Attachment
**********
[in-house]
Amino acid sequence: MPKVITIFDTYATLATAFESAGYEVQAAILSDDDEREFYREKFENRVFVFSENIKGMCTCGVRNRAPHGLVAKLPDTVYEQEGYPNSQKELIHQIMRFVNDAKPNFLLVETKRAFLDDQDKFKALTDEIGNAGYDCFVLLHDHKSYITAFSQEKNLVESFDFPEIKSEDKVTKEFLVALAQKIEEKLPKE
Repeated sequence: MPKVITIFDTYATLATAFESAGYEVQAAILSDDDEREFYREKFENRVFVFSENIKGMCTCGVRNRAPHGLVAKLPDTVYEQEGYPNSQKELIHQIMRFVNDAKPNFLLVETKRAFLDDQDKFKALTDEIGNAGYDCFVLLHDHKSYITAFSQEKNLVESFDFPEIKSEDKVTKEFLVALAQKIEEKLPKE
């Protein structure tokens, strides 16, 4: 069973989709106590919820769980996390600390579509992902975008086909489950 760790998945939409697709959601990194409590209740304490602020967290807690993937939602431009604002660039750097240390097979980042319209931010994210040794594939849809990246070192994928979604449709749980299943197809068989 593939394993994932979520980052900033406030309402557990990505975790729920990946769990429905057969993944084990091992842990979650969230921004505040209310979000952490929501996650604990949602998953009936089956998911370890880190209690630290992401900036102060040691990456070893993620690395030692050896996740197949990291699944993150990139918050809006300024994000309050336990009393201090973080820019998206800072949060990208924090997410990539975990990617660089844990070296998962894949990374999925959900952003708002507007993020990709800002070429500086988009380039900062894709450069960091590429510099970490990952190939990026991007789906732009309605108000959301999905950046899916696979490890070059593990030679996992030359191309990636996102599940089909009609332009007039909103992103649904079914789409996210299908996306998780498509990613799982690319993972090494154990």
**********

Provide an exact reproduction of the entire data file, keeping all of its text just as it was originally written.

[in-house]
Amino acid sequence: MPKVITIFDTYATLATAFESAGYEVQAAILSDDDEREFYREKFENRVFVFSENIKGMCTCGVRNRAPHGLVAKLPDTVYEQEGYPNSQKELIHQIMRFVNDAKPNFLLVETKRAFLDDQDKFKALTDEIGNAGYDCFVLLHDHKSYITAFSQEKNLVESFDFPEIKSEDKVTKEFLVALAQKIEEKLPKE
Repeated sequence: MPKVITIFDTYATLATAFESAGYEVQAAILSDDDEREFYREKFENRVFVFSENIKGMCTCGVRNRAPHGLVAKLPDTVYEQEGYPNSQKELIHQIMRFVNDAKPNFLLVETKRAFLDDQDKFKALTDEIGNAGYDCFVLLHDHKSYITAFSQEKNLVESFDFPEIKSEDKVTKEFLVALAQKIEEKLPKE
């Protein structure tokens, strides 16, 4: 069973989709106590919820769980996390600390579509992902975008086909489950 760790998945939409697709959601990194409590209740304490602020967290807690993937939602431009604002660039750097240390097979980042319209931010994210040794594939849809990246070192994928979604449709749980299943197809068989 593939394993994932979520980052900033406030309402557990990505975790729920990946769990429905057969993944084990091992842990979650969230921004505040209310979000952490929501996650604990949602998953009936089956998911370890880190209690630290992401900036102060040691990456070893993620690395030692050896996740197949990291699944993150990139918050809006300024994000309050336990009393201090973080820019998206800072949060990208924090997410990539975990990617660089844990070296998962894949990374999925959900952003708002507007993020990709800002070429500086988009380039900062894709450069960091590429510099970490990952190939990026991007789906732009309605108000959301999905950046899916696979490890070059593990030679996992030359191309990636996102599940089909009609332009007039909103992103649904079914789409996210299908996306998780498509990613799982690319993972090494154990």